Labor Day, for all its good times, has its roots in bad times. I had begun to write this week about the dignity of work, and it actually was sounding profound.
Little that I might write, though, could say more than the humble witness of Ted Eller, who died Aug. 23. If you've ever questioned whether a person's gifts, energy and work can help build a community and its people, Ted Eller was the answer.
Ted had retired after 43 years as a dentist by the time I met him, but he never stopped working. I first saw Ted my first day helping at Helping Hands food pantry. Here was a guy about 75 and maybe 140 pounds, in nice slacks hitched about to his belly button. When the food truck arrived from Des Moines, there was no doubt who was in charge. Amid the hustle and chaos of unloading four tons of food, nobody could outwork, outthink or outsmile Ted. We'd constantly see him bending to hoist bulky boxes nearly half his weight, sweat sticking his short-sleeved shirt to his back.
At first, I naively thought he was an employee of Helping Hands, because he worked like somebody who was getting paid for what he did. No, just a volunteer like the rest of us, but one who inspired everyone around him to work harder and be better. If he cared that much, so should we.
Age and sense finally slowed him down about a dozen years back, but his spirit lives on at Helping Hands. He wanted volunteers to be safe and keep coming, so we'd never stack flats of canned goods much higher than our hips. He'd make sure that no helper left without his thanks and a sandwich. Most importantly, at the end of the day, he'd want our shelves mostly empty. The food doesn't do anybody much good there. Ted's gone, but we still do things Ted's way.
Ted's way is a good way, not just to fill food sacks but to build a community. The northwest corner of Lincoln and Pleasant - probably our town's most visible intersection - wasn't always so pretty. One day I noticed barrels of flowers had magically appeared there. Not long after, I drove past and who's out there in the heat with a watering can? Ted Eller, of course.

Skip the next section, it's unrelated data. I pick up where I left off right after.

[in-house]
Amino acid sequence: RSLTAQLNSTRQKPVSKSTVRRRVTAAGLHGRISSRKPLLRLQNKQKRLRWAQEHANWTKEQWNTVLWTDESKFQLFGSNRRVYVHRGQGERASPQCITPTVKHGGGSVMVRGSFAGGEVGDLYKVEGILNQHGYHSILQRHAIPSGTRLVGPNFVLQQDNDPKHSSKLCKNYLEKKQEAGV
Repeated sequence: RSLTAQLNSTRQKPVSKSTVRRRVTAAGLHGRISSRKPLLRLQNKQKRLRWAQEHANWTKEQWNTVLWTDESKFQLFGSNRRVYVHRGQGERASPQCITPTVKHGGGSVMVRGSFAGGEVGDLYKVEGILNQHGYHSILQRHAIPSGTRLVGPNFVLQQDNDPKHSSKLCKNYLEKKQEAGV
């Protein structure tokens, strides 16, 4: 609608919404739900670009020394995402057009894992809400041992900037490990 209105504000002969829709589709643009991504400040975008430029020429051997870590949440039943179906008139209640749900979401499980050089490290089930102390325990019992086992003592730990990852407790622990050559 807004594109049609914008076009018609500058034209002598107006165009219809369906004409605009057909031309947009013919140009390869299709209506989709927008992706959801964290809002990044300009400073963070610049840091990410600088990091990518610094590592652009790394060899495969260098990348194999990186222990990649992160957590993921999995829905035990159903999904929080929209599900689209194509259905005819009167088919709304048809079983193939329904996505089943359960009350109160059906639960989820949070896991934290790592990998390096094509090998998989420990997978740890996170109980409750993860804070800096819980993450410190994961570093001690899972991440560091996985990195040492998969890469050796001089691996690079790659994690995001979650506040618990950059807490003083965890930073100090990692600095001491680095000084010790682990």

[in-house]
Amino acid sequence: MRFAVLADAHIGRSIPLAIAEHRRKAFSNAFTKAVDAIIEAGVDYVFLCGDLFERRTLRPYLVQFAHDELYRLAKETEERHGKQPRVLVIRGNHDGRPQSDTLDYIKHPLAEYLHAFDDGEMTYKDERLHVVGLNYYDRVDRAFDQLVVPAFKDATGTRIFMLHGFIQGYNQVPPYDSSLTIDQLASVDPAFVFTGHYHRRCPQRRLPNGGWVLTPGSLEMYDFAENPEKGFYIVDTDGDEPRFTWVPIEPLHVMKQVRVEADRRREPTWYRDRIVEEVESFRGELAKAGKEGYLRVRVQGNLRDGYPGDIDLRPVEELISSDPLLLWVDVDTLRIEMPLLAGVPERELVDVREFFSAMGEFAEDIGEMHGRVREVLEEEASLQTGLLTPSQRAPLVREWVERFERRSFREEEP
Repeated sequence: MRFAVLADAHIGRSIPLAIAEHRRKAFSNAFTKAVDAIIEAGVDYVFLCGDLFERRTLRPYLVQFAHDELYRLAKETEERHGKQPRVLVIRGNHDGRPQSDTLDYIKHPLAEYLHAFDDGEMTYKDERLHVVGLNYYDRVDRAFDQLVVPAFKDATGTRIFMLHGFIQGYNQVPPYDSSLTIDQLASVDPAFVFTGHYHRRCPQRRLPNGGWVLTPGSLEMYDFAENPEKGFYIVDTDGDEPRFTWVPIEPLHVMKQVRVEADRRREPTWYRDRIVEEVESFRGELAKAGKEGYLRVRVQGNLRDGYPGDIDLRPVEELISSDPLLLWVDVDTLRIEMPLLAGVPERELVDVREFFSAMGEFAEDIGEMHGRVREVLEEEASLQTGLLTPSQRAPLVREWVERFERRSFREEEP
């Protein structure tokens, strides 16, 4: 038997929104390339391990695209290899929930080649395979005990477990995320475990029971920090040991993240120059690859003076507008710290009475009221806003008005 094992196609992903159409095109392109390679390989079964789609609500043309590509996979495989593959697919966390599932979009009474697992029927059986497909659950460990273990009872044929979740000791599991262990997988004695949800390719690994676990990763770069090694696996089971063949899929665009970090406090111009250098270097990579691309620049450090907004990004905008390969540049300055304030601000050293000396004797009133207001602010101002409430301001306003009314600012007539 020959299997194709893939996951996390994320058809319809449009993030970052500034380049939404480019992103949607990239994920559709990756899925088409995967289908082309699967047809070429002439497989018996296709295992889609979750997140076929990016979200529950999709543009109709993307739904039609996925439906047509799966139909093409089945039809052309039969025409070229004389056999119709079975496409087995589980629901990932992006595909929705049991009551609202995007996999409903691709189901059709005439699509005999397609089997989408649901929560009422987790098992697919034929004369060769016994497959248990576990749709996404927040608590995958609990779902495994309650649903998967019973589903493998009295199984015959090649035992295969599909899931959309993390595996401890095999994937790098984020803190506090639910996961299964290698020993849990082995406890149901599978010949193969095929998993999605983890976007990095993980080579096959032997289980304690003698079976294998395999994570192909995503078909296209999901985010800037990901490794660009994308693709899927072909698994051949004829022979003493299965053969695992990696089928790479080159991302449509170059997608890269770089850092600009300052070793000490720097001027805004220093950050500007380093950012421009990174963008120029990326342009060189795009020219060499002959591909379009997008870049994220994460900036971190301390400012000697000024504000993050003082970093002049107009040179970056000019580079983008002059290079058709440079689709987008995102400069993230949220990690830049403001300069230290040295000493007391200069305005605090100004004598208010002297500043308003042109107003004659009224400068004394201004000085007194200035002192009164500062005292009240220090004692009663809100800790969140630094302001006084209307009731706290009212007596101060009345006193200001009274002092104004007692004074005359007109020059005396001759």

There's a pharmacy there now, but I can't drive past that intersection, or by the barbershop that once was Helping Hands, without thinking of Ted. Folks like him leave their mark not only on a community, but on our hearts. At maybe 5-foot-6, he was a quiet giant, a caring soul who used his gifts for good.
Labor Day is all about the way we use our gifts to build up the common good. It's also about taking care of ourselves, the people we work with and the people who work for us.
This Labor Day weekend, don't just think about relaxing. Think about work. Let your co-workers or employees know you care. Thank the cashier or grocery bagger, compliment the church organist, tip the waiter a little more.
And do it all with a smile. That's Ted's way.
— Pat Finan is the managing editor of the Knoxville Journal-Express, he can be reached in the newsroom at 641-842-2155, or via email: email@example.com.